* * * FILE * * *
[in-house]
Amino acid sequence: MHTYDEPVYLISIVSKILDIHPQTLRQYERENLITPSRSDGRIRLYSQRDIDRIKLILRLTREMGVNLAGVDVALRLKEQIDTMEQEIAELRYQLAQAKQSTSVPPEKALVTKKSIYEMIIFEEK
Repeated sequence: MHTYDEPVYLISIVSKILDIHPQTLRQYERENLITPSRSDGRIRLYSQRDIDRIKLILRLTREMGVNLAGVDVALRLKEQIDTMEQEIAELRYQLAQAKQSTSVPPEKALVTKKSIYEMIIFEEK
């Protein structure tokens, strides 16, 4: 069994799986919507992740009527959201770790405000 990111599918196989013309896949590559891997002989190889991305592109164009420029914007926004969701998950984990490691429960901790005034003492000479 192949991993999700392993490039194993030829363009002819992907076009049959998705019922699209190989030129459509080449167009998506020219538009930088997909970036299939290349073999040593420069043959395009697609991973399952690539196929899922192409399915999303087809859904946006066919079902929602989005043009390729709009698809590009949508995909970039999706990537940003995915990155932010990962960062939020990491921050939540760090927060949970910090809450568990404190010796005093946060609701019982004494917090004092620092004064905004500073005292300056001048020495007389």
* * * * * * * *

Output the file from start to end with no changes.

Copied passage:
[in-house]
Amino acid sequence: MHTYDEPVYLISIVSKILDIHPQTLRQYERENLITPSRSDGRIRLYSQRDIDRIKLILRLTREMGVNLAGVDVALRLKEQIDTMEQEIAELRYQLAQAKQSTSVPPEKALVTKKSIYEMIIFEEK
Repeated sequence: MHTYDEPVYLISIVSKILDIHPQTLRQYERENLITPSRSDGRIRLYSQRDIDRIKLILRLTREMGVNLAGVDVALRLKEQIDTMEQEIAELRYQLAQAKQSTSVPPEKALVTKKSIYEMIIFEEK
């Protein structure tokens, strides 16, 4: 069994799986919507992740009527959201770790405000 990111599918196989013309896949590559891997002989190889991305592109164009420029914007926004969701998950984990490691429960901790005034003492000479 192949991993999700392993490039194993030829363009002819992907076009049959998705019922699209190989030129459509080449167009998506020219538009930088997909970036299939290349073999040593420069043959395009697609991973399952690539196929899922192409399915999303087809859904946006066919079902929602989005043009390729709009698809590009949508995909970039999706990537940003995915990155932010990962960062939020990491921050939540760090927060949970910090809450568990404190010796005093946060609701019982004494917090004092620092004064905004500073005292300056001048020495007389």